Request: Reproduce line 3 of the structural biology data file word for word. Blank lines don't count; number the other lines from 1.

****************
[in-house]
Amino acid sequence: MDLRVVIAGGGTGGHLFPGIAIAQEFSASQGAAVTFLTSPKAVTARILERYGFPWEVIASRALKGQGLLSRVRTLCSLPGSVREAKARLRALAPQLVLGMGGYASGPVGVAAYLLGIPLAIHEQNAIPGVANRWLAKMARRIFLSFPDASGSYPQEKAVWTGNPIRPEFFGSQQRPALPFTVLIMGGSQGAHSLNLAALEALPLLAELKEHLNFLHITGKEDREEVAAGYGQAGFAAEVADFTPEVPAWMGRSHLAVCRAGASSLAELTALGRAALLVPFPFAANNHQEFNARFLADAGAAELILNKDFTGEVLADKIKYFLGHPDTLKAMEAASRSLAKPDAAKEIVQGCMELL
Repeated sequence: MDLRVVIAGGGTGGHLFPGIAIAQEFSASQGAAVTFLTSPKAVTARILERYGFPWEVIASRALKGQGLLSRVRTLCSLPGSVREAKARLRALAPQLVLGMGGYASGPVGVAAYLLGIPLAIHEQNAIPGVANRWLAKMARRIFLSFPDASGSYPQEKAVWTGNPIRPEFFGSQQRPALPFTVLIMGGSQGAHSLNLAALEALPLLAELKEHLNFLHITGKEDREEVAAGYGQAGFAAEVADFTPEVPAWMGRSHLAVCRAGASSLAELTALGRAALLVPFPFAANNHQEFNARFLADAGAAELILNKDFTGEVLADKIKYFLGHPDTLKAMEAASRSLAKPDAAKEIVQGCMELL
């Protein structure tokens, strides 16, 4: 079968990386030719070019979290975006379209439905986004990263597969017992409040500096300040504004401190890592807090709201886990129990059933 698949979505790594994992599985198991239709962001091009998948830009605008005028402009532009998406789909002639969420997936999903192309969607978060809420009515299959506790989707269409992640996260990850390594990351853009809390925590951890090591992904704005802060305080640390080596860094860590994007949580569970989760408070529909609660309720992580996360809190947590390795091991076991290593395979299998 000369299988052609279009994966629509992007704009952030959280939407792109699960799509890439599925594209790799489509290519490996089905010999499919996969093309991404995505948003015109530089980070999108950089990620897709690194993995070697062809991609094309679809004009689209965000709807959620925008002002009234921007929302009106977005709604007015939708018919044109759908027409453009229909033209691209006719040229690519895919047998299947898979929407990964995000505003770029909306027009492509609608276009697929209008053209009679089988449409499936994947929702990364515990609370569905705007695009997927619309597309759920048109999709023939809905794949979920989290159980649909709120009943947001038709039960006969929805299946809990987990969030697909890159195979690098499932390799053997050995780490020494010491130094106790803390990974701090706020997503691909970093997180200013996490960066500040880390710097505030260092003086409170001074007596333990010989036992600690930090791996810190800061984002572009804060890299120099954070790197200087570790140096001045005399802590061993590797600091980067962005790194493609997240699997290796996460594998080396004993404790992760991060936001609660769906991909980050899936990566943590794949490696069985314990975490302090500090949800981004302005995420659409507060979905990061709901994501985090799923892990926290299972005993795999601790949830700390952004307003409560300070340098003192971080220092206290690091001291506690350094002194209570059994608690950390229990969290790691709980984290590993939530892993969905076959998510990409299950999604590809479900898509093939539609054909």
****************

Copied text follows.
Repeated sequence: MDLRVVIAGGGTGGHLFPGIAIAQEFSASQGAAVTFLTSPKAVTARILERYGFPWEVIASRALKGQGLLSRVRTLCSLPGSVREAKARLRALAPQLVLGMGGYASGPVGVAAYLLGIPLAIHEQNAIPGVANRWLAKMARRIFLSFPDASGSYPQEKAVWTGNPIRPEFFGSQQRPALPFTVLIMGGSQGAHSLNLAALEALPLLAELKEHLNFLHITGKEDREEVAAGYGQAGFAAEVADFTPEVPAWMGRSHLAVCRAGASSLAELTALGRAALLVPFPFAANNHQEFNARFLADAGAAELILNKDFTGEVLADKIKYFLGHPDTLKAMEAASRSLAKPDAAKEIVQGCMELL